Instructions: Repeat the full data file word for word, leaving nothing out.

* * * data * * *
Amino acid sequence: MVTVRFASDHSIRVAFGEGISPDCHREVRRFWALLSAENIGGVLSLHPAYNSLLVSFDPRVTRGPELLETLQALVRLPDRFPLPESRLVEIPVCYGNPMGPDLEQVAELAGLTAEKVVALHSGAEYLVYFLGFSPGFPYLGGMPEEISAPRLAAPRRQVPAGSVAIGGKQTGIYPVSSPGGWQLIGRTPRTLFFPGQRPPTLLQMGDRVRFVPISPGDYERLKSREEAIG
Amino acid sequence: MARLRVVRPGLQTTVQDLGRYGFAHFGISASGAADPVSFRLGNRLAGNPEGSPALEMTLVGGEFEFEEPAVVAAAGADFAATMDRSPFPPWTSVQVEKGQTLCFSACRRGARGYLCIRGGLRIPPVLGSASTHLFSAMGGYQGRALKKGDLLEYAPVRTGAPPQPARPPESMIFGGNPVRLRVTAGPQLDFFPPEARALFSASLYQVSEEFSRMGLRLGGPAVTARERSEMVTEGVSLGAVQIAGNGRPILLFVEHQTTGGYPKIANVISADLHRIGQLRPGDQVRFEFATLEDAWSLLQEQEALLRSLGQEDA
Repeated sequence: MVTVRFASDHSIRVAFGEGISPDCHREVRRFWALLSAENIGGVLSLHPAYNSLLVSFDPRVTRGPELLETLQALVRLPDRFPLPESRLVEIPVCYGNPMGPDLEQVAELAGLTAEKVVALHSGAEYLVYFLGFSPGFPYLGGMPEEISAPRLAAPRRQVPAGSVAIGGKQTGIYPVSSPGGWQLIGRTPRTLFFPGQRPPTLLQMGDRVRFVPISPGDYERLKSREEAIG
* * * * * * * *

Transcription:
Amino acid sequence: MVTVRFASDHSIRVAFGEGISPDCHREVRRFWALLSAENIGGVLSLHPAYNSLLVSFDPRVTRGPELLETLQALVRLPDRFPLPESRLVEIPVCYGNPMGPDLEQVAELAGLTAEKVVALHSGAEYLVYFLGFSPGFPYLGGMPEEISAPRLAAPRRQVPAGSVAIGGKQTGIYPVSSPGGWQLIGRTPRTLFFPGQRPPTLLQMGDRVRFVPISPGDYERLKSREEAIG
Amino acid sequence: MARLRVVRPGLQTTVQDLGRYGFAHFGISASGAADPVSFRLGNRLAGNPEGSPALEMTLVGGEFEFEEPAVVAAAGADFAATMDRSPFPPWTSVQVEKGQTLCFSACRRGARGYLCIRGGLRIPPVLGSASTHLFSAMGGYQGRALKKGDLLEYAPVRTGAPPQPARPPESMIFGGNPVRLRVTAGPQLDFFPPEARALFSASLYQVSEEFSRMGLRLGGPAVTARERSEMVTEGVSLGAVQIAGNGRPILLFVEHQTTGGYPKIANVISADLHRIGQLRPGDQVRFEFATLEDAWSLLQEQEALLRSLGQEDA
Repeated sequence: MVTVRFASDHSIRVAFGEGISPDCHREVRRFWALLSAENIGGVLSLHPAYNSLLVSFDPRVTRGPELLETLQALVRLPDRFPLPESRLVEIPVCYGNPMGPDLEQVAELAGLTAEKVVALHSGAEYLVYFLGFSPGFPYLGGMPEEISAPRLAAPRRQVPAGSVAIGGKQTGIYPVSSPGGWQLIGRTPRTLFFPGQRPPTLLQMGDRVRFVPISPGDYERLKSREEAIG